As you're probably aware, there is a proposal before the General Assembly to make it a crime to text while driving. One need look no farther than this county to see why this bill is a good idea:
On Jan. 23, a 19-year-old Lilburn man was hospitalized with serious head injuries after police said he crashed his vehicle into a telephone pole while sending a text message.
That same week, Alabama police said another Lilburn man was sending a text when he ran a red light in Athens, Ala., hitting the car of 59-year-old Edna Taylor Barker Harris, who was killed in the crash.
And just this week, police charged Lori Reineke with vehicular homicide in what they are calling the first case of its type in Gwinnett. Police say Reineke was texting when she struck a pedestrian on Sugarloaf Parkway last October, killing him. (Reineke's attorney denies that claim.)
Many of us are probably guilty of texting while driving. I know I've done it. But many of us have also probably found ourselves in the middle of a close call because of texting as well.
The incident that cured me of it happened in Winder. A flat-bed 18-wheeler nearly ran into me head-on on Atlanta Highway.
The whole thing lasted maybe three seconds. One second he was in his lane. The next he was in mine. I had nowhere to go. Then he looked up and pulled back into his own lane just before he would've creamed me.
The instant before, when I was watching the truck close in on me and thinking, "So this is how my story ends," I saw the driver leaning over his steering wheel, staring intently at his cell phone and tapping on the keys. He was using two hands on the phone, not the steering wheel. And yeah, that's how close he came to me. And to killing me.
After that, the urge to text while I was driving went away, though I will admit to still doing it occasionally while stopped at red lights. I don't text very often at all in the first place, much less on the road, but maybe even at red lights is too much.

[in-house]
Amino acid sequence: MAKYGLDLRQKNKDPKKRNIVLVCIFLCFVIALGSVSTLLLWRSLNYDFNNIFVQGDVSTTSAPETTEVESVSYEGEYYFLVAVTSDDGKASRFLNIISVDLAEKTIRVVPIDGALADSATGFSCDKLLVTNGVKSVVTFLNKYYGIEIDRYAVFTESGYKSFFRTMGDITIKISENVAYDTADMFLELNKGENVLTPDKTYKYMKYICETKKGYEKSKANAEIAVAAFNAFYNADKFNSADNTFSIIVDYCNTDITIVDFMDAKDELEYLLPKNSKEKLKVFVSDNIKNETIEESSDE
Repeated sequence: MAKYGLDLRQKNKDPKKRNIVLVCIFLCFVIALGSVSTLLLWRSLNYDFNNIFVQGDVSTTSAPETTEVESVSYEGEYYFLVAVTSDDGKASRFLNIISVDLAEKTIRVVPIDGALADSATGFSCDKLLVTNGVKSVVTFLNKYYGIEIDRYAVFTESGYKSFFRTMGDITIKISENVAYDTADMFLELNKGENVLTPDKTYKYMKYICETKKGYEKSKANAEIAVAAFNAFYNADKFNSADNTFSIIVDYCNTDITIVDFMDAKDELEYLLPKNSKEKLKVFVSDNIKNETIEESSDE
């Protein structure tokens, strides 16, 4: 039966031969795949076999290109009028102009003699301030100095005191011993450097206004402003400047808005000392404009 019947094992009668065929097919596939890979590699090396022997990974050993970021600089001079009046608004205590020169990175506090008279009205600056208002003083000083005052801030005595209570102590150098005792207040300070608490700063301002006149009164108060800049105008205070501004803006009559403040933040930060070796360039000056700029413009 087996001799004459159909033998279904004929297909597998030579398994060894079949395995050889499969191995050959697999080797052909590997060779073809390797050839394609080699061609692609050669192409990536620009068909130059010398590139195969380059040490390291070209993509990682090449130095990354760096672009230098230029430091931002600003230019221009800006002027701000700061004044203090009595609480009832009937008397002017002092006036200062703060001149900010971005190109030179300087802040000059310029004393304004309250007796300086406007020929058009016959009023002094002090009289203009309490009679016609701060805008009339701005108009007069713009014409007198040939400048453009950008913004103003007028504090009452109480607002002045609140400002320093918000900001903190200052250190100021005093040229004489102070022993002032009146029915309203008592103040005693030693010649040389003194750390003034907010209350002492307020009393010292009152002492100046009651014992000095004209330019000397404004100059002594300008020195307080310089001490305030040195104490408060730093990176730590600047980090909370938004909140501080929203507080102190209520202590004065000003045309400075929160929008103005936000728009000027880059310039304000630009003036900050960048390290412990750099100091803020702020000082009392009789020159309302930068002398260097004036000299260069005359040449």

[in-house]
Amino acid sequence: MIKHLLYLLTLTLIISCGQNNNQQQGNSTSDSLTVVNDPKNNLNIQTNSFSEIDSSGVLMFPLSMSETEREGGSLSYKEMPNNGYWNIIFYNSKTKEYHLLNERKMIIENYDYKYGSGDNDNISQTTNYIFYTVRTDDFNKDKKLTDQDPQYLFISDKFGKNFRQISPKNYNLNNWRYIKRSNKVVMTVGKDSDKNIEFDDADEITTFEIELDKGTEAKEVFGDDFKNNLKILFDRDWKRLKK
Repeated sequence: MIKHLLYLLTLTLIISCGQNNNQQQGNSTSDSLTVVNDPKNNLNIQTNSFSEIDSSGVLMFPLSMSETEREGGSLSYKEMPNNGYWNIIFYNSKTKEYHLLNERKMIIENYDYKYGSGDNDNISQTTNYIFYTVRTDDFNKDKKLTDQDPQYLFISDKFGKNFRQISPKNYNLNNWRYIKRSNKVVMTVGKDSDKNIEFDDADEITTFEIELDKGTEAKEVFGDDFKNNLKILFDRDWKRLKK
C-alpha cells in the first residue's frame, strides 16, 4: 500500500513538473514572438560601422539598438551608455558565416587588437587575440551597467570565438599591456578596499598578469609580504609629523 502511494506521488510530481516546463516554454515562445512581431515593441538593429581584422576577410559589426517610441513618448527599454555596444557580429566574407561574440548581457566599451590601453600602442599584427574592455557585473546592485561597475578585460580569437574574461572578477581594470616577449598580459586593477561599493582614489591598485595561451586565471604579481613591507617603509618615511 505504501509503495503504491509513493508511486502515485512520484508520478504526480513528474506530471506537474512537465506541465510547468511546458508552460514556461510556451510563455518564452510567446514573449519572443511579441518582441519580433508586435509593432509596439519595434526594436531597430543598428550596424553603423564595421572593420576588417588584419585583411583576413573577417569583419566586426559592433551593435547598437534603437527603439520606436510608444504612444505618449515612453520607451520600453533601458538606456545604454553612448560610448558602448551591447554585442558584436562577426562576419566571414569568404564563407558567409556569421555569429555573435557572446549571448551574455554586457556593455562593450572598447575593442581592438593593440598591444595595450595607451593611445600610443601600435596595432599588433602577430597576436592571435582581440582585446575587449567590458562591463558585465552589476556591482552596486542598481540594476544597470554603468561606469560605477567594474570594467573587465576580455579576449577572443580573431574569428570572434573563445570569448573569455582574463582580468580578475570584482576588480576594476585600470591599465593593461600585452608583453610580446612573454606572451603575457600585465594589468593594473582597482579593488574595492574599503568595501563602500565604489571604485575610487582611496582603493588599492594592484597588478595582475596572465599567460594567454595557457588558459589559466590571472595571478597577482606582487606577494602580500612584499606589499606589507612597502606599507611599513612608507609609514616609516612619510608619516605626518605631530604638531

You just can't focus on the two tasks of driving and texting at the same time. And in case you haven't heard this handy little fact, every second you take your eyes off the road to look at your cell phone screen translates into a long distance traveling the road while essentially blind. For example, if you're going 60 miles per hour, that's a mile a minute. That's 88 feet per second. That's 88 feet in just a glance at your phone. Stare intently at it while you craft a "War and Peace"-style reply and you're talking more like multiple football-field distances.
The bottom line is we just don't need to be in that much constant contact with each other. Whatever it is can wait. If it's an emergency, then call them. Most folks I see talking on cell phones are usually driving slow and tying up traffic, but at least they're looking at the road and not down in their lap.
Technology has created some wonderful gadgets that make life easier. But they can also have deadly side effects. So join me. Pledge to never text while driving.
As the sign says in the old Flannery O'Connor story, the life you save may be your own.
E-mail Nate McCullough at firstname.lastname@example.org. His column appears on Fridays.